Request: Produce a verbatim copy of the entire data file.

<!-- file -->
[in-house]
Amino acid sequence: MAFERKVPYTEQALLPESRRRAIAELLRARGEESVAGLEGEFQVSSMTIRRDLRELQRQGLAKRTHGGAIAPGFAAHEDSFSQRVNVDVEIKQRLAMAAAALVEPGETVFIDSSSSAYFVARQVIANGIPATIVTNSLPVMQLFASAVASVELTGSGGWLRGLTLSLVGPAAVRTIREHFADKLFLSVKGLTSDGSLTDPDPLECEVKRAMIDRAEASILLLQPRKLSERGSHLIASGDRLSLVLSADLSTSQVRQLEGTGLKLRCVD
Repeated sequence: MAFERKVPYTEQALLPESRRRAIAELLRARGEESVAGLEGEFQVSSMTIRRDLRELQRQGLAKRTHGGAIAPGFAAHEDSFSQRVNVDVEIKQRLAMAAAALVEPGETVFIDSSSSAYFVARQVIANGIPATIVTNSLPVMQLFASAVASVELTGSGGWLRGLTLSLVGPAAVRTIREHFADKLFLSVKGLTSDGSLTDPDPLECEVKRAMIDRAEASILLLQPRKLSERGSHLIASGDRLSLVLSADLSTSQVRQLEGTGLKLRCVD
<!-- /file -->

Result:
[in-house]
Amino acid sequence: MAFERKVPYTEQALLPESRRRAIAELLRARGEESVAGLEGEFQVSSMTIRRDLRELQRQGLAKRTHGGAIAPGFAAHEDSFSQRVNVDVEIKQRLAMAAAALVEPGETVFIDSSSSAYFVARQVIANGIPATIVTNSLPVMQLFASAVASVELTGSGGWLRGLTLSLVGPAAVRTIREHFADKLFLSVKGLTSDGSLTDPDPLECEVKRAMIDRAEASILLLQPRKLSERGSHLIASGDRLSLVLSADLSTSQVRQLEGTGLKLRCVD
Repeated sequence: MAFERKVPYTEQALLPESRRRAIAELLRARGEESVAGLEGEFQVSSMTIRRDLRELQRQGLAKRTHGGAIAPGFAAHEDSFSQRVNVDVEIKQRLAMAAAALVEPGETVFIDSSSSAYFVARQVIANGIPATIVTNSLPVMQLFASAVASVELTGSGGWLRGLTLSLVGPAAVRTIREHFADKLFLSVKGLTSDGSLTDPDPLECEVKRAMIDRAEASILLLQPRKLSERGSHLIASGDRLSLVLSADLSTSQVRQLEGTGLKLRCVD